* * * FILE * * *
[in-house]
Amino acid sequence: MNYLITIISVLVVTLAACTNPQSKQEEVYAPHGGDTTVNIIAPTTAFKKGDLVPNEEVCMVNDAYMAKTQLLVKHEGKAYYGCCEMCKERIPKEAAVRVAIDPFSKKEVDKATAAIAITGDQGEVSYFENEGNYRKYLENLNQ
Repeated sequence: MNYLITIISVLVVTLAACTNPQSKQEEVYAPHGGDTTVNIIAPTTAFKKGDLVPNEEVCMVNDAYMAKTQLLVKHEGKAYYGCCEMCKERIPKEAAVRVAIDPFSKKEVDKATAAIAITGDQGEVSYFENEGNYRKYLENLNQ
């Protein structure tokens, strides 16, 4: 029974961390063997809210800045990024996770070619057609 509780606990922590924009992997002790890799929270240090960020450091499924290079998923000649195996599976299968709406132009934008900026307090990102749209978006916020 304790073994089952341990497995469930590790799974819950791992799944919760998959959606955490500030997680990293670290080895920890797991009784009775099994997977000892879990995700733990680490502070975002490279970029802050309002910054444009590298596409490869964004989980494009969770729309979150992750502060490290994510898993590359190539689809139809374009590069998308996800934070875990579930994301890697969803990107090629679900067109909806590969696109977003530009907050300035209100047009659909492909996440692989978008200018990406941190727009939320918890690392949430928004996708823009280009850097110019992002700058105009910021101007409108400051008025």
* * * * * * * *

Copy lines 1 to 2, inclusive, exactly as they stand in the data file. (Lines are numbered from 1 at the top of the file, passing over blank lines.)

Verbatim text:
[in-house]
Amino acid sequence: MNYLITIISVLVVTLAACTNPQSKQEEVYAPHGGDTTVNIIAPTTAFKKGDLVPNEEVCMVNDAYMAKTQLLVKHEGKAYYGCCEMCKERIPKEAAVRVAIDPFSKKEVDKATAAIAITGDQGEVSYFENEGNYRKYLENLNQ